¥    Preparation of a microbial resistance diagram by a lab from a specimen of the secretion, in order to determine the antibiotic resistance of the various bacteria and fungi. The proper medication to treat the infection can be prescribed only after this test.
¥    Tests for allergens, for example for sensitivity to medications and foods.
¥    An examination of the dog for metabolic disorders like diabetes. 
¥    A check-up for changes to the dog’s skin.
¥    Tests for autoimmune diseases like cutaneous LE (lupus erythematosus) of the ear, to see if these could be the cause of otitis externa. However, these mostly affect the outer side of the pinna and not the inside.
¥    Elimination of the possibility of a tumor in the ear canal, since this can produce therapy resistant inflammations.

One sees that diagnosing otitis can be very complicated. Consequently, vets don’t have an easy job of identifying the cause without the shadow of a doubt, in order to effectively treat the condition. If left untreated, otitis often turns into a long-term chronic problem. The only solution then is to continue treatment of the infection for months or possibly years.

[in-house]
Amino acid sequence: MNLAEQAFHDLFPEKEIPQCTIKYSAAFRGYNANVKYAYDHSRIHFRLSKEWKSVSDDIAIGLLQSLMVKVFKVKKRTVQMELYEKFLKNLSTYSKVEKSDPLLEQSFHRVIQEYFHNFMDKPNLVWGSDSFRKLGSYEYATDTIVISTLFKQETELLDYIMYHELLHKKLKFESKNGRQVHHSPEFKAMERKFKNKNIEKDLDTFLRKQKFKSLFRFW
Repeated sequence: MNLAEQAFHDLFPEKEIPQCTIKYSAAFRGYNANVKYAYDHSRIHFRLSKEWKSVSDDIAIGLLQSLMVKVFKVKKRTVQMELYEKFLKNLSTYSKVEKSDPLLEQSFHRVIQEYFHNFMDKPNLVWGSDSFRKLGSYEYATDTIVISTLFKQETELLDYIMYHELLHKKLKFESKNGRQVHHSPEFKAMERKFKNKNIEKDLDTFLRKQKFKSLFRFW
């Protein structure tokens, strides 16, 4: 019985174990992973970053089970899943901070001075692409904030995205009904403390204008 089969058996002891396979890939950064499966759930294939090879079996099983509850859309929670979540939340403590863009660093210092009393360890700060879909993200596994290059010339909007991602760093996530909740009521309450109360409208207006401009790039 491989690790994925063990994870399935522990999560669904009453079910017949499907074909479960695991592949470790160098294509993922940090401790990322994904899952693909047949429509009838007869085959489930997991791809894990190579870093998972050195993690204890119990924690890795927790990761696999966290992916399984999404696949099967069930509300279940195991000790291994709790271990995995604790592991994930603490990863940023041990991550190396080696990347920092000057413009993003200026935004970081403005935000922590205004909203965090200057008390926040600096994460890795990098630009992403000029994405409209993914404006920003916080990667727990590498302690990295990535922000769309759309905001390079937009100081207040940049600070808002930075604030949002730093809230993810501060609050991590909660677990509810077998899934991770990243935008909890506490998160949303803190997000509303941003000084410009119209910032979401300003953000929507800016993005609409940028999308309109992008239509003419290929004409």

Dogs with otitis externa are usually treated as outpatients. The focus is on combating the bacterial infection and underlying cause, mostly with topical medications.

The first step involves cleaning the ear canal thoroughly, and applying cortisone ointments to subside the swelling. This is followed up with ear drops, lotions, or antibiotic creams to kill the organism and reduce the inflammation. Although bacteria are seldom the cause of otitis externa, they can overgrow and produce an infection – which is the reason for using antibiotics. Fungi of type malassezia are found in the ears of healthy dogs too, but more often in infected ears. These are treated with antimycotic ointments or drops that suppress fungal growth. Painkillers are also recommended along with soft and easy to chew foods to minimize the pain caused when chewing.